Arglebargle III
Feb 21, 2006


Leto does strike you as fundamentally a good and smart person, but he's stuck playing the aristocratic game a little too well to be safe and a little too poorly to win. In the book it's not even subtext since we see that he has serious doubts and wants to give it all up.

Kurzon
May 10, 2013


Mikojan posted:

My number one take-away from the movie that Warhammer 40k is basically DUNE and I love the everloving poo poo out of WH40k worldbuilding so yes, I think I'm gonna like this.
WH40K cribs a few things from Dune but they deal with very different themes.

THE AWESOME GHOST
Oct 21, 2005



Trump posted:

Watched it Thursday in Atmos. Good movie, sucked me in with the world building and atmosphere. Chalamet owned his role, I loved his subtle assertiveness. Everything about the Harkonnen and the Sarduakar was metal as gently caress.

Question about something in the beginning of the movie
Who spoke the very first line? The one before the credits?

Felt like the sardukar throat singer

Baron von Eevl posted:

My take with Herbert is he believed most strongly that the USSR was evil incarnate and anything that stopped them was an improvement, and while he was probably generally anti-colonialist it was probably mostly directed towards that evil empire. On top of that it's not hard to read from him a respect for Arab people as a noble savage type thing, but that if they ever got an inch of real power they'd kill everyone out of pure unbridled fanaticism

Thatís so obvious now that I feel dumb. Baron VLADIMIR lol. The USSR also tried very very hard to make the Arabs part of their soft empire, to the point that when Dune was written it was even run by Gamal Abdul Nasser - whoís party were the Arab Socialists strongly supported by the USSR, and who the US and Israel tried to force out in a very widely publicized incident to regain the Suez Canal (basically the spacing guild? I dunno)

distortion park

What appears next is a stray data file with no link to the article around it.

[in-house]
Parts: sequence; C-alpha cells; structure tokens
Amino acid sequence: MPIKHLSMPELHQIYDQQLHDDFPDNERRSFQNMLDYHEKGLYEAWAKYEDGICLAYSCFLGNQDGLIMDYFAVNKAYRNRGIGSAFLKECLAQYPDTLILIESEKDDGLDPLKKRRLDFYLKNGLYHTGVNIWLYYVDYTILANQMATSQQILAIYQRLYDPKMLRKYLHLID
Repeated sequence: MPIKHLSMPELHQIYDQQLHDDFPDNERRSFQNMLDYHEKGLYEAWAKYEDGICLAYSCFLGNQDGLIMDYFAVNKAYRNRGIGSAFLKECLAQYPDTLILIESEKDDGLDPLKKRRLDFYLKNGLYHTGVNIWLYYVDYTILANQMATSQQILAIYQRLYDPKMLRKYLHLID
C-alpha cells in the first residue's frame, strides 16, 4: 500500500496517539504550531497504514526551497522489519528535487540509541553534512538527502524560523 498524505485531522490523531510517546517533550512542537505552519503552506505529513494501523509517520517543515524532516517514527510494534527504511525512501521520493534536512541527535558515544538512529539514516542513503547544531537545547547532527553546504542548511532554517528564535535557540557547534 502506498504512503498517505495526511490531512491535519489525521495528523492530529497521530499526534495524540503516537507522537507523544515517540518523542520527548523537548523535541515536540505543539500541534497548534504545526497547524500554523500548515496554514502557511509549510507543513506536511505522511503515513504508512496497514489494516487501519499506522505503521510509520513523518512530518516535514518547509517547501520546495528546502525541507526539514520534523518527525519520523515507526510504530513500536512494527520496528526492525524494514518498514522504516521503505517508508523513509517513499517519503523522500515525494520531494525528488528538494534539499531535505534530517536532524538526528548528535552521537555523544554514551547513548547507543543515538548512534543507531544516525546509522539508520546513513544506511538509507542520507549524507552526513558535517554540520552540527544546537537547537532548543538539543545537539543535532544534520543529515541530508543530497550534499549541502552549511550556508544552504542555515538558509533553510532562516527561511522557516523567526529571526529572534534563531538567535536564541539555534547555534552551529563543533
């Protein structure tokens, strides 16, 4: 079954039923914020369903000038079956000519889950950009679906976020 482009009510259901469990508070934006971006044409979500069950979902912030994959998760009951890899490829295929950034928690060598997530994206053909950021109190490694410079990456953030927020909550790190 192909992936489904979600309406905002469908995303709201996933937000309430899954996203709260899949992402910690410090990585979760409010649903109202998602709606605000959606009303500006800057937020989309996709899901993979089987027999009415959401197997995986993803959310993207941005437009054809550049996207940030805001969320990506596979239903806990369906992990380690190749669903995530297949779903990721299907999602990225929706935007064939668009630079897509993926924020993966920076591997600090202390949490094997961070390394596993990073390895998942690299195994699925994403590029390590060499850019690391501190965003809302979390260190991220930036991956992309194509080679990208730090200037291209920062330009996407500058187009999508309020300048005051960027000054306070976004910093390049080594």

Apr 25, 2011



Arglebargle III posted:

You can kinda see the Cold War in Dune, in that the Harkonnen are nakedly abusive while the Atreides use propaganda and pageantry to cloak virtually the same abuses in heroism.

Outside of aesthetics and wanting to ally with rather than nakedly oppress the Fremen (even that is instrumental), is there anything in the movie which establishes any sort of moral superiority on the Atreides' part? We get told that they rule their own world by air and sea power.

Arglebargle III
Feb 21, 2006


Yeah just like their general behavior. Leto is a better person than Vladimir and that comes through in his rule. But ultimately they are both hereditary nobility who run entire planets as imperial fiefs backed up by military force. In the book Caladan's economy is explicitly cash-cropping, while Geidi Prime runs on low-end manufacturing. The Atreides are plantation owners.

Wizchine
Sep 17, 2007

Television is the retina
of the mind's eye.


It's been years since my last read, but iirc the Atreides are also popular with the small houses because they look out for the little guy (well, at least little-guy aristocracies) and don't just stomp all over them. Part of it is politicking and alliance-building, of course, but not all.

Baron von Eevl
Jan 24, 2005

WHITE NOISE
GENERATOR


THE AWESOME GHOST posted:

Felt like the sardukar throat singer

Thatís so obvious now that I feel dumb. Baron VLADIMIR lol. The USSR also tried very very hard to make the Arabs part of their soft empire, to the point that when Dune was written it was even run by Gamal Abdul Nasser - whoís party were the Arab Socialists strongly supported by the USSR, and who the US and Israel tried to force out in a very widely publicized incident to regain the Suez Canal (basically the spacing guild? I dunno)

Spice = oil, you need it to allow any transportation and boy it comes from the ground in the desert.

sean10mm
Jun 29, 2005

It's a Mad, Mad, Mad, MAD-2R World


Baron von Eevl posted: